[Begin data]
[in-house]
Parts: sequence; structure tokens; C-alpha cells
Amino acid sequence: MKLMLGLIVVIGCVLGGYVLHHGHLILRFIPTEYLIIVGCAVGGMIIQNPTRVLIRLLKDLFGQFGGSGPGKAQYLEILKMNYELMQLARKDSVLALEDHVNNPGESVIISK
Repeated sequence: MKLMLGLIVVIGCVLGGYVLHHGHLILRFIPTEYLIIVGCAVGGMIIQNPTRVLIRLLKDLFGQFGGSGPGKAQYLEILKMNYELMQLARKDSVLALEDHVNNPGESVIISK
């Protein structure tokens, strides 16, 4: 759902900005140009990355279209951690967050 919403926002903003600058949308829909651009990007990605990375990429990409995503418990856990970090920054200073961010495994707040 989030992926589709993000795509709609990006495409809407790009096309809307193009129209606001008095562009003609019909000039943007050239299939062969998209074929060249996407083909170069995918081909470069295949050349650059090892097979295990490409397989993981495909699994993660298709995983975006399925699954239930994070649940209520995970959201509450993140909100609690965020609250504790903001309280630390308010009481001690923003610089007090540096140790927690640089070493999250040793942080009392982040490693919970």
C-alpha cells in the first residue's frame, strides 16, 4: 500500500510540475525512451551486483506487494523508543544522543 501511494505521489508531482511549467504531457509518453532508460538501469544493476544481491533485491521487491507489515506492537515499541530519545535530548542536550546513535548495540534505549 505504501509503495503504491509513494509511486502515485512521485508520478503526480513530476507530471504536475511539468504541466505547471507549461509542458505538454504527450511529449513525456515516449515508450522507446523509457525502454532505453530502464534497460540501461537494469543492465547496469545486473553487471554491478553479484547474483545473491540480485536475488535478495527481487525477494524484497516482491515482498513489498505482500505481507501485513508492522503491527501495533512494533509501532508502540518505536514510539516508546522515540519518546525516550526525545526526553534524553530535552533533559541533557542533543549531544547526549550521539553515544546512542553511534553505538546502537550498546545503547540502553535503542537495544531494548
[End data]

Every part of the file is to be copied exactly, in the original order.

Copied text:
[in-house]
Parts: sequence; structure tokens; C-alpha cells
Amino acid sequence: MKLMLGLIVVIGCVLGGYVLHHGHLILRFIPTEYLIIVGCAVGGMIIQNPTRVLIRLLKDLFGQFGGSGPGKAQYLEILKMNYELMQLARKDSVLALEDHVNNPGESVIISK
Repeated sequence: MKLMLGLIVVIGCVLGGYVLHHGHLILRFIPTEYLIIVGCAVGGMIIQNPTRVLIRLLKDLFGQFGGSGPGKAQYLEILKMNYELMQLARKDSVLALEDHVNNPGESVIISK
């Protein structure tokens, strides 16, 4: 759902900005140009990355279209951690967050 919403926002903003600058949308829909651009990007990605990375990429990409995503418990856990970090920054200073961010495994707040 989030992926589709993000795509709609990006495409809407790009096309809307193009129209606001008095562009003609019909000039943007050239299939062969998209074929060249996407083909170069995918081909470069295949050349650059090892097979295990490409397989993981495909699994993660298709995983975006399925699954239930994070649940209520995970959201509450993140909100609690965020609250504790903001309280630390308010009481001690923003610089007090540096140790927690640089070493999250040793942080009392982040490693919970």
C-alpha cells in the first residue's frame, strides 16, 4: 500500500510540475525512451551486483506487494523508543544522543 501511494505521489508531482511549467504531457509518453532508460538501469544493476544481491533485491521487491507489515506492537515499541530519545535530548542536550546513535548495540534505549 505504501509503495503504491509513494509511486502515485512521485508520478503526480513530476507530471504536475511539468504541466505547471507549461509542458505538454504527450511529449513525456515516449515508450522507446523509457525502454532505453530502464534497460540501461537494469543492465547496469545486473553487471554491478553479484547474483545473491540480485536475488535478495527481487525477494524484497516482491515482498513489498505482500505481507501485513508492522503491527501495533512494533509501532508502540518505536514510539516508546522515540519518546525516550526525545526526553534524553530535552533533559541533557542533543549531544547526549550521539553515544546512542553511534553505538546502537550498546545503547540502553535503542537495544531494548